Born Adelaide, Australia 1927
As a teenager, Lawrence Daws would spend weekends painting at Hahndorf, outside Adelaide. There he met senior artist Hans Heysen who became a mentor and encouraged him to pursue his art practice. After studying engineering and architecture, Daws worked on a mine site in New Guinea (1948–49), while continuing to paint and maintaining correspondence with Heysen. On his return he enrolled at the National Gallery School, Melbourne (1949–53).
In 1957 Daws received a scholarship to study in Rome, and subsequently has been inspired by European art and literature, particularly Hermann Hesse, Sigmund Freud and Karl Jung. Influenced by Jung’s writings on mandalas, Daws produced a series of work which explored their form and spiritual meaning, incorporating aspects of their symbolism into his representations of the physical landscapes of Australia.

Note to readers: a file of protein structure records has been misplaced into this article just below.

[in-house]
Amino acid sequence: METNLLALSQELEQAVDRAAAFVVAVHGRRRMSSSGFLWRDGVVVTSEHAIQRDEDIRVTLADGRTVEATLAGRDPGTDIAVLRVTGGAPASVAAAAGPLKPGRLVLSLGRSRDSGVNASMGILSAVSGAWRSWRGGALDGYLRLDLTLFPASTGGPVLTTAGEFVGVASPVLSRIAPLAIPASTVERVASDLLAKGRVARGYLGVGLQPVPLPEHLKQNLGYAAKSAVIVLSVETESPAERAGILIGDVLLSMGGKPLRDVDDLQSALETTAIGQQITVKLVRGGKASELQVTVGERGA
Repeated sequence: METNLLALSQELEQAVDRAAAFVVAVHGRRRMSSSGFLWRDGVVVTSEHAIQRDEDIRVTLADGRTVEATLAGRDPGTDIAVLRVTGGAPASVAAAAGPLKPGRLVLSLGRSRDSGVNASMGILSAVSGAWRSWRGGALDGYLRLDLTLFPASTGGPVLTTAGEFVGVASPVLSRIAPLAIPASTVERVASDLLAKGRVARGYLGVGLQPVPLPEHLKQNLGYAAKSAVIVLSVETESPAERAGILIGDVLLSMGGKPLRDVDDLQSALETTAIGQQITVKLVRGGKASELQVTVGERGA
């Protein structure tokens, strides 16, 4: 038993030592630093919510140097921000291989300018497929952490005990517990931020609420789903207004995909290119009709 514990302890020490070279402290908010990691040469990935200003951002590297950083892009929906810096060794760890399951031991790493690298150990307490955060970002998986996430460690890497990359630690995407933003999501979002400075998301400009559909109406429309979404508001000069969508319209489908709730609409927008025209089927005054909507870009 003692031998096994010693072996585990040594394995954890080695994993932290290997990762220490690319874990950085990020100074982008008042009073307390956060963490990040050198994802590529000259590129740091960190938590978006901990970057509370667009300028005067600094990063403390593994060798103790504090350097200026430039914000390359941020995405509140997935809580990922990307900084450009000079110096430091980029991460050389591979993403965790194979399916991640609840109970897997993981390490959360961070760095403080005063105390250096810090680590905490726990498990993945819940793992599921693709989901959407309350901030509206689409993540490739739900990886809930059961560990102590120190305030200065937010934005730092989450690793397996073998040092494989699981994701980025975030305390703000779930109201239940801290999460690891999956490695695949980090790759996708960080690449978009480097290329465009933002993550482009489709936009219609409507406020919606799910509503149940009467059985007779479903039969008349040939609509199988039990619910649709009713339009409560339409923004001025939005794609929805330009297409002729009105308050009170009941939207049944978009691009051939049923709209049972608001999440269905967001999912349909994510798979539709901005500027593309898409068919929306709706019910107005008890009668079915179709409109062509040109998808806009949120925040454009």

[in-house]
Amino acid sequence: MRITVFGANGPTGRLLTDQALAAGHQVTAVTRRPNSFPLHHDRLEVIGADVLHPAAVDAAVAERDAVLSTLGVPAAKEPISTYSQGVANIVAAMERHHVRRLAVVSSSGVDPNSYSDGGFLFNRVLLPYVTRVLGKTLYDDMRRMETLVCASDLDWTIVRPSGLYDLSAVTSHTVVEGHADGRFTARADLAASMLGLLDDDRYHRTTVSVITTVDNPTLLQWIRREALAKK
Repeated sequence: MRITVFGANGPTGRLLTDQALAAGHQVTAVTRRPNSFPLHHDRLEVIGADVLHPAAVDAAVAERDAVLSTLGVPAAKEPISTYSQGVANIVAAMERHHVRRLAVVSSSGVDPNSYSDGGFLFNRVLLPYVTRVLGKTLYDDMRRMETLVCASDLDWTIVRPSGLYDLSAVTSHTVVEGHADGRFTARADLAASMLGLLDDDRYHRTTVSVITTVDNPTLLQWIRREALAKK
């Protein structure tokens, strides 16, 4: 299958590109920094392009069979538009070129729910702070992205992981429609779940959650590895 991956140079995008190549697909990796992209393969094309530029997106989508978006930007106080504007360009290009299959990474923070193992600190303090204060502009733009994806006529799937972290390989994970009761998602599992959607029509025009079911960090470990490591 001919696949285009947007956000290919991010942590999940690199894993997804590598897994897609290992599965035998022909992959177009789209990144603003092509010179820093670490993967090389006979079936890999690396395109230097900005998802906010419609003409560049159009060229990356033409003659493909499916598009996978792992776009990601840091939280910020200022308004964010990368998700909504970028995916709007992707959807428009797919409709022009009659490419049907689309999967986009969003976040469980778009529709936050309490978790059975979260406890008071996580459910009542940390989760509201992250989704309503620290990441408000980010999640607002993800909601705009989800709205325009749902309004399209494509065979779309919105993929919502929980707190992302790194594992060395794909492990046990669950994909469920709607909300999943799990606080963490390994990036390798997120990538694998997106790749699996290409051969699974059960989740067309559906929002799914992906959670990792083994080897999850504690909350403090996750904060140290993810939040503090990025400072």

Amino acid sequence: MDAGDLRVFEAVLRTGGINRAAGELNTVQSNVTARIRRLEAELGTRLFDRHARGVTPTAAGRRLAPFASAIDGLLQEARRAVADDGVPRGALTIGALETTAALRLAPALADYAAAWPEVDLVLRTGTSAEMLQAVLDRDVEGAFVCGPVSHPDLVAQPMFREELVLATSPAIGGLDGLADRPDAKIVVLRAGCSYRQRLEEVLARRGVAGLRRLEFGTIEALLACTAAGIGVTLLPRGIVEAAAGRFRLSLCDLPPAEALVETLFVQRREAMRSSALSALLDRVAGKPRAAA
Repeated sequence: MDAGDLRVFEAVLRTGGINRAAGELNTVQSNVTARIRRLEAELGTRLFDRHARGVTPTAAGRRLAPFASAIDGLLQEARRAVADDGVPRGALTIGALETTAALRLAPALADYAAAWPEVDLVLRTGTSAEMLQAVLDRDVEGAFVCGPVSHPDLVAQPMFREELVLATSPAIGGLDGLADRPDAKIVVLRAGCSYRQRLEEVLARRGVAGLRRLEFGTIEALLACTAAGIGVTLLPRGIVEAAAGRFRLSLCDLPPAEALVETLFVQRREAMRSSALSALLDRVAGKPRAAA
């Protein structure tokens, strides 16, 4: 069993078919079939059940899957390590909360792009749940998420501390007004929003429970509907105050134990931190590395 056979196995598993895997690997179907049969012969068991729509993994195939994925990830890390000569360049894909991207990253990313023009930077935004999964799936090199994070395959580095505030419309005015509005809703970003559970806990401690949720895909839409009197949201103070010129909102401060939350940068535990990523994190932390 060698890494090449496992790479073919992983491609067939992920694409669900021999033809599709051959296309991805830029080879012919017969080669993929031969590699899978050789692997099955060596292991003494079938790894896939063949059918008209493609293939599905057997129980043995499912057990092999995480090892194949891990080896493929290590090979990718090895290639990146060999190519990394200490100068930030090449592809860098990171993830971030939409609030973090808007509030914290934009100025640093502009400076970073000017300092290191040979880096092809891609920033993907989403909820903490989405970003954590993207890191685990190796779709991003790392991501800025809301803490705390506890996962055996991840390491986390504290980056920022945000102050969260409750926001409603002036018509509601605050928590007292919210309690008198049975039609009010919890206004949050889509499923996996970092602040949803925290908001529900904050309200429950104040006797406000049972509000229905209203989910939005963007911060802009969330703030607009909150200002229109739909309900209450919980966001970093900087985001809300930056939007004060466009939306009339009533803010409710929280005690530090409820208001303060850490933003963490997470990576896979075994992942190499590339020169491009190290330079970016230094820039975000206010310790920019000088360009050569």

Yam Creek was painted at this time and evokes the sweeping red vistas of the Flinders Ranges and Northern Territory that Daws visited, but is also imbued with a sense of dark foreboding. It was exhibited at the Matthiesen Gallery, London in the early 1960s. In 1961–62 his work was included in exhibitions of Australian art in London at the Whitechapel and Tate galleries. He represented Australia in Paris at the Biennale de Jeunes (1962), and in 1963 was awarded a silver medal at the Bienal de São Paulo in Brazil.
Daws work is represented extensively within Australia and is held in international collections including the Tate Gallery, London, Scottish National Gallery, and the Victoria and Albert Museum, London.